Well, to get to the championship his team had to win the Sectionals.

  • marya

    Yeah, yeah! And they dominated the competition like the Ottoman empire dominated Europe! Get it?

    ...dammit. I'm never good at puns. Should have quit while I was ahead.

  • emmalita

    Judging from that neck beard, I'd say his inner La-Z-B-Boy is close to the surface.

  • "inspiring basketball couch" is my favorite typo of the month. Do not change it.

  • Xikar

    Good, the feminism slant was taking it's toll on the articles, glad we moved back to chastising whites. Sorry Chris Brown couldn't be the REAL hero, but rest assured he is in our hearts, us dear readers.

  • richkime

    Yeah but the chastising of whites is just a token here. It's obvious this site really cares only about chastising men in general, because thats what they talk about the majority of the time. This talk of racism is just window dressing, not real diversity.

  • You know, it's whiny fucks like you two that suck all the fun out of being on the pointiest part of the social pyramid. If life were a video game 'white male' would either be the lowest difficulty setting or a cheat code, one of the two. Enjoy it and try not to be a douchebag because you occasionally have to read articles about feminism or minority representation on a website.

  • emmalita

    I am high-fiveing you from afar.

  • guest

    What a stupid statement to make. It's just a stupid generalization to say, 'you have it easy guys' when you know nothing about these men.

    'It's okay to be racist or sexist towards white men, because they're just whiny fucks who have it easy, you know.'

    Don't you think being sexist/racist to anyone is troublesome, and doesn't really achieve anything?

  • marya

    While Quatermain's statement isn't very nuanced (and is kinda mean-spirited), he/she isn't wrong. White males have advantages in our society simply by being born who they are. Pointing it out is not bigotry, so, no, it's not troubling.

    It might be troublesome, though, so you got me there.

  • guest

    Really? Every white male is afforded the same level of 'advantages' at birth?

    Again, it's a very simple way of looking at things that doesn't really solve anything.

    In the same vain, someone doesn't deserve to be called a 'douchebag' because they're A. white males & B. disagree with the contents of an article. It isn't a high level of debate nor is it in any way clever.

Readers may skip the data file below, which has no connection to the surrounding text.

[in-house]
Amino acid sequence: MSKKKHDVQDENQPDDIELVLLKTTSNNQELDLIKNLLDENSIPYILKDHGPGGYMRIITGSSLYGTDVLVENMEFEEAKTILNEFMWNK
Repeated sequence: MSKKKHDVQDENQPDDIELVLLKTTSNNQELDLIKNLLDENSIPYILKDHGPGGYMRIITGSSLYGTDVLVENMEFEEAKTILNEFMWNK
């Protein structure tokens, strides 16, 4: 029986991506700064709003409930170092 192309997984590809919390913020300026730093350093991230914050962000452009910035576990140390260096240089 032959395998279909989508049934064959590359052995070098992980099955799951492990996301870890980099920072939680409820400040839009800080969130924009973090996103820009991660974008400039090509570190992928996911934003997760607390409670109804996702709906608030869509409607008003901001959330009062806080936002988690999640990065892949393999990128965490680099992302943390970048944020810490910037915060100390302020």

• marya

    "Every white male is afforded the same level of 'advantages' at birth?"

    Nope. Not the same level. But advantages, yes.

    No rational person is going to argue that a white man born in poverty has more advantages than a minority woman born to extreme wealth and privilege. But that's pretty irrelevant to the debate we're having. It's like arguing that global climate change doesn't exist because yesterday it snowed.

    Looking at the numbers, white men generally make more money than their counterparts in the same positions, more often rise to positions of power and influence, control more of the wealth in our country, live in safer neighborhoods, and (I know this is going to be inflammatory) they definitely have advantages in the "not getting murdered or raped" categories.

    You're right about the douchebag comment. Saying hateful things to strangers seems to be a fundamental part of internet debates. It's kind of a miracle pajiba is as civilized as it is.

  • I'll admit it is a bit of an assumption that the original complainants were white men, but since women and minorities don't generally complain about having to read articles about feminism or minority representation, it's an assumption I think is safe to make.

    I didn't say it was OK to be racist towards white men. When you live on the pointy part of the social pyramid and enjoy the privileges that go with it and then someone comes along and points out that that is what you're doing, that's not racism, it's just perspicacity.

    As a straight white male, I possess a lot of explicit and implicit privileges in society and while I enjoy those privileges to the fullest extent that is commensurate with good taste and my own moral code, I'm not going to pretend like they are not, in fact, privileges. I'm not in a tearin' hurry to give them up for anybody, but it'd also be nice to see other people be able to enjoy them too.

    I'm going to cap this off by noting that it's amazing how prescient 'Bloom County' was and how relevant it still manages to be:

  • guest

    Right. You're brining in a lot of baggage that is irrelevant to what is being discussed.

    The article states that the 'main problem' with the movie is that a white guy is the main character. The commentors above criticize that and the recent slew of articles within the same vain.

    Your comment is still very general. Some white men have certain privileges that others don't - but its silly to say that all white men have easy lives and therefore have no need to complain.

    What your comment does is take a very complex situation and simplifies it to where to a point in which it is almost meaningless.

  • The Replicant Brooke

    Chris Brown is in this, so are movie theaters installing those spring arm boxing glove things to make it more realistic?